I just adore Margaret O’Brien, and I’m beyond thrilled to be celebrating her 80th birthday. Film critic James Agee once said she was “almost as hypnotizing as Garbo”, but I’d go further and say she really was just as hypnotic. Her performances were characterized by an intensity that’s so surprising for a small child. She was the greatest child actress in my opinion. I can’t help but be mesmerized when I watch her onscreen. She was ethereal.
Inspired by Samantha of Musings of a Classic Film Addict, here are my top 5 favorite Margaret O’Brien films.
Our Vines Have Tender Grapes (1945)
dir: Roy Rowland
A tender family drama about Norwegian farmer Martinius Jacobson (Edward G. Robinson) raising his precocious young daughter Selma (O’Brien) in a rural community. The usually gruff and intimidating Robinson shines in a sensitive role, while O’Brien’s Selma is a much more mature and conscious child character. The scene where she recites the Nativity Story is particularly affecting.
Somehow, Margaret made me feel as if I was hearing the story for the first time. It’s so powerful in a subdued, yet highly emotional way.
The Unfinished Dance (1947)
dir: Roy Rowland
One of my favorite discoveries last year, a hidden gem featuring another beloved of mine, Cyd Charisse. This might be one of O’Brien’s most intense and jarring performances. She plays Meg Merlin, a ballet student who’s enamored with prima ballerina Ariane Bouchet (Charisse). Meg idolizes Ariane to the point of obsession, but in O’Brien’s gifted hands, it never comes across as particularly odd or creepy. Her obsession is still sinister and does lead to tragedy, but Meg remains a likable character, albeit one who’s made a terrible mistake. Read more about this fascinating and too little seen film here.
Music for Millions (1944)
dir: Henry Koster
A film that I adore, because of the presence of O’Brien, June Allyson, and Marsha Hunt (who celebrates her centenary in October!) It’s one of the sweetest and most precious movies to ever exist, with Margaret and June playing sisters. They were two of MGM’s most famous and effective criers, and their prowess is on full display. There’s a funny story about the competition between them, although June was incredibly fond of Margaret, whom she called Maggie. Music for Millions is also entirely woman centered. Jimmy Durante and Jose Itrubi are the only major male leads. Its warm, uncomplicated portrayal of female friendship is just one reason to watch.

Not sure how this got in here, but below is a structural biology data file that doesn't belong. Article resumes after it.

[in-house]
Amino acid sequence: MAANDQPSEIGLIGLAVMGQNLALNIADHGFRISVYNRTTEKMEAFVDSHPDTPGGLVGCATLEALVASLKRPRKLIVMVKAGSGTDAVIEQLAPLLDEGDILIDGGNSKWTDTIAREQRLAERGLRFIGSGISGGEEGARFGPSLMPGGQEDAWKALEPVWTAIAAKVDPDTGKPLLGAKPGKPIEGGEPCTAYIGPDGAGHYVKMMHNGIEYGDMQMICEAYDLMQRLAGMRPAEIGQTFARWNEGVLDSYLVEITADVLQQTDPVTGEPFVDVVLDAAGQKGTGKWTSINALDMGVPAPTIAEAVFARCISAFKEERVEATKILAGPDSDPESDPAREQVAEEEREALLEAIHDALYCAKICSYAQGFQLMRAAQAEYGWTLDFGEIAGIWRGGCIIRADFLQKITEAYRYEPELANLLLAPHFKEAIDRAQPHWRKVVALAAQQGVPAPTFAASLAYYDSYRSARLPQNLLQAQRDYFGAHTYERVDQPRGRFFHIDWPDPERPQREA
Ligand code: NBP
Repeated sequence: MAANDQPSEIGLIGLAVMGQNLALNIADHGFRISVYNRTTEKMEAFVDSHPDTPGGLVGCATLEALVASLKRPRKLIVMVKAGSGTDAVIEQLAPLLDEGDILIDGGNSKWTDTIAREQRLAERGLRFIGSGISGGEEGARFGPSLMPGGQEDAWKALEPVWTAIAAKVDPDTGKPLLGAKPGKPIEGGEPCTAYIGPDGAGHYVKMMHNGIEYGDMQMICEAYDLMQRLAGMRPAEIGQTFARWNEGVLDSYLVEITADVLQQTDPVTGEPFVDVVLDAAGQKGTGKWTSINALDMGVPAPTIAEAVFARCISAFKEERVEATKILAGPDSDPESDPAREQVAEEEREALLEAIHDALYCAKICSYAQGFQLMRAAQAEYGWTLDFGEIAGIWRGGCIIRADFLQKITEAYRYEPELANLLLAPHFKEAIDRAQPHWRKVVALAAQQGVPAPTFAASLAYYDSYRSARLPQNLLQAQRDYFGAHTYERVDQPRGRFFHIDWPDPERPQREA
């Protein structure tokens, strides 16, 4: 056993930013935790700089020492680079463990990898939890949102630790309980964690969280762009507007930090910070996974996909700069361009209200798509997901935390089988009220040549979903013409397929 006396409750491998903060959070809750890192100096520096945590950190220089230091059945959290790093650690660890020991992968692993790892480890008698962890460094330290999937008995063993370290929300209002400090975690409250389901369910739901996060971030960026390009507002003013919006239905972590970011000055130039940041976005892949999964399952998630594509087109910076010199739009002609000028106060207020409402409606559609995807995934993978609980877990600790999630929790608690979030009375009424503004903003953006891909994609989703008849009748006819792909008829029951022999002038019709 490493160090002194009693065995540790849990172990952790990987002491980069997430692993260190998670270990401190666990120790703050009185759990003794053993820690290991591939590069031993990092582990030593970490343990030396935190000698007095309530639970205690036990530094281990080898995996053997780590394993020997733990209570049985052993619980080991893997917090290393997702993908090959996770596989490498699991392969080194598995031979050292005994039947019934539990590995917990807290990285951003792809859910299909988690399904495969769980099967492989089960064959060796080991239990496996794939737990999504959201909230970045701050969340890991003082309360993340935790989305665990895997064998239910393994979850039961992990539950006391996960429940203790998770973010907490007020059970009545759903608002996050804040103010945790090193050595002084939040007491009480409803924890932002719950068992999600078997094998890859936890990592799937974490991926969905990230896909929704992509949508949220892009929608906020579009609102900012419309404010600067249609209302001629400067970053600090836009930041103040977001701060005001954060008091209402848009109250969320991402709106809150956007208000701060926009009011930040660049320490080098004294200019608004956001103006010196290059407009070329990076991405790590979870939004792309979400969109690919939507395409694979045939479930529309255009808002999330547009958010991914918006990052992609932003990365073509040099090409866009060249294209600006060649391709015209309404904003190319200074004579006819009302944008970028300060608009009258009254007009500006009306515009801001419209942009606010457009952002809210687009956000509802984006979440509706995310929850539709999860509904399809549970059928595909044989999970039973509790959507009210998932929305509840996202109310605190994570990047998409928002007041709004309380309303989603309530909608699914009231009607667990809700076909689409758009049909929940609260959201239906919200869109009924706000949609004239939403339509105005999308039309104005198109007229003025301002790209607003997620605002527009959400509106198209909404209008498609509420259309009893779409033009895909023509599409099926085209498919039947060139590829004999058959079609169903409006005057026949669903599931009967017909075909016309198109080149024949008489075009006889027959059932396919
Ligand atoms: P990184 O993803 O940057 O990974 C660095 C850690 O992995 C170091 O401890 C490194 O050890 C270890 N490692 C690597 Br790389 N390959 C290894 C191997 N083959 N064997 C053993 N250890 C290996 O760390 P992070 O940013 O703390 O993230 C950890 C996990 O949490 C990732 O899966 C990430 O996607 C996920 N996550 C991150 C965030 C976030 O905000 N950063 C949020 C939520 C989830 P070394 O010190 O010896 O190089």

Little Women (1949)
dir: Mervyn Leroy
The criers were reunited as sisters once more in this poignant technicolor classic that just sparkles with sincerity. It’s seen as a lesser remake of the 1933 film but I disagree. O’Brien’s Beth seems to share much of the actresses’ own qualities. She’s a heartbreaking, fragile character, but with a reservoir of strength. She’s really the heart of the film.
Meet Me in St. Louis (1944)
dir: Vincente Minnelli
A predictable choice, but understandable. I fell under this film’s spell like countless others and found it to be every bit as wonderful as I’ve always heard. Sharing the screen with Judy Garland was no small feat for such a little girl as Margaret. They’re both so luminous and unforgettable. And morbid, mischievous, brave Tootie Smith is one of the greatest characters ever committed to film.
I’d also like to give an honorable mention to Journey for Margaret (1942), O’Brien’s star making film debut at the age of five. Utterly adorable and still an enigmatic force on the screen. She even took the name of the lead character as her own.
What made O’Brien so remarkable was her dedication. I’ll borrow from Agee once more, who said she was “incredibly vivid and eloquent.” That kind of professionalism in a child is almost startling. But she’s a special star, and one I feel especially grateful for. I hope to write a letter to Margaret very soon, not only because she’s a remaining Classic Hollywood star, but because I cherish her wholly unique presence on the silver screen.
Happy birthday Margaret, and here’s to many more! ❤